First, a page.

Gazing at the stars to try and interpret their meaning has been one of Man’s earliest dreams. Indeed, all ancient civilizations had scientists and astronomers dedicated to observing the skies. For instance, some climbed to the tops of towers, or descended into deep wells, hoping to find a solution. Moreover, by mapping the stars and observing unusual phenomena such as eclipses, astrology developed. On the other hand, research was hampered by opposition from the Church, who insisted that the stars were fixed. Thus slowing down the progress of the science.
A new impulse for looking at stars
Interest in astronomy was given a new impulse with the arrival of the Renaissance. Nicolaus Copernicus, Johannes Kepler and Galileo Galilei were among those who turned their attention to the skies. In particular, in the seventeenth century Galileo discovered the four satellites of Jupiter, using a telescope. This reopened the debate on the study of the skies. In fact, Galileo appeared before the Inquisition and was imprisoned, accused of heresy. Subsequently, the sentence was commuted to confinement at home. However, even before this, Leonardo da Vinci had studied many possibilities of observation. That is to say, before seafarers from the East had brought their scientific knowledge to Europe.
The search for a perfect telescope.
Around the eighteenth century there were many attempts to create the perfect telescope. For example, models made of cardboard, with wood or bone fittings, were the first to appear. Even though some models reached ten metres in length, there appeared to be no satisfying solution. Things then changed when English John Dollond made important improvements. Naturally, the improved telescope became a ‘must’ in navigation. In other words, it could be very useful to the Navy, also to explorers and makers of maps.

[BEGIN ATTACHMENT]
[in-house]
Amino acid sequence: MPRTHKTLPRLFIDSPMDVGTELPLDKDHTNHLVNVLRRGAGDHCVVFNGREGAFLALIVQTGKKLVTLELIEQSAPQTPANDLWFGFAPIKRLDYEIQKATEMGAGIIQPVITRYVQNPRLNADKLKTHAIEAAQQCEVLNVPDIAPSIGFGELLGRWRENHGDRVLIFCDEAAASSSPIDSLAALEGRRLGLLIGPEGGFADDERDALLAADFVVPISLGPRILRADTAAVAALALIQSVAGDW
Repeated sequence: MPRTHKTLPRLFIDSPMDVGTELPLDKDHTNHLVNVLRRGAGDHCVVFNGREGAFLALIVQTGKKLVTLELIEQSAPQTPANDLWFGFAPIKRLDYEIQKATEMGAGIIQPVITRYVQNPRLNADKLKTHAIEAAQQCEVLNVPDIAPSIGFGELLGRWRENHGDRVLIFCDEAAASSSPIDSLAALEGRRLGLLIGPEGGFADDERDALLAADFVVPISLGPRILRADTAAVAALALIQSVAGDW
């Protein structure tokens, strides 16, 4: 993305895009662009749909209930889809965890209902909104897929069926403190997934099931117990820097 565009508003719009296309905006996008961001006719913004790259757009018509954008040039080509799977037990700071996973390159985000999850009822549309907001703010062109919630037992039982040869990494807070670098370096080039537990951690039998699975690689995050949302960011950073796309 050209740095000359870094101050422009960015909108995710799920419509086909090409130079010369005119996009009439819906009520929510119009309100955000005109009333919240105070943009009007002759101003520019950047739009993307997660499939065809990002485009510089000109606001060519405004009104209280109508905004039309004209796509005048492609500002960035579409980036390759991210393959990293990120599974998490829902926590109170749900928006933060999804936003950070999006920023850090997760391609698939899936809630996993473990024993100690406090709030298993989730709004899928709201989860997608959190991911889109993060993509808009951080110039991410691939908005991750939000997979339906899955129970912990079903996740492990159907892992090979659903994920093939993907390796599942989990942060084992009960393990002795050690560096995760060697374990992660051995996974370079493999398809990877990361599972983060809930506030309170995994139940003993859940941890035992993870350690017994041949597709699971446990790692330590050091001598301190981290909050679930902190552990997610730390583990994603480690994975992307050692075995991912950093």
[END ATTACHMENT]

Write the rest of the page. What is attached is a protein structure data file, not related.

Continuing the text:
Binoculars and stars
Gradually, binoculars supplanted the use of the telescope. Austrian Anton de Reita is said to have created the first in 1643, by putting two cardboard telescopes side by side. From about the end of the nineteenth century naval telescopes became collectors’ items.
It is possible to find simple telescopes at reasonable prices. Whereas rarer models can reach quite high quotations, such as a rare four-draw telescope made in London around 1830, estimated at 2,000 pounds. An even rarer model is a George III monocular telescope inscribed ‘Nelson from Emma, 1804’, at an estimated price of 4,000 pounds. Admiral Horatio Nelson was Lady Emma Hamilton’s lover. Most importantly, collectors are advised to seek the advice of experts, since fakes abound.
Galileo’s original telescope
Galileo’s original telescope can be seen in the Galileo Museum in Florence, Italy, close to the Uffizi Gallery.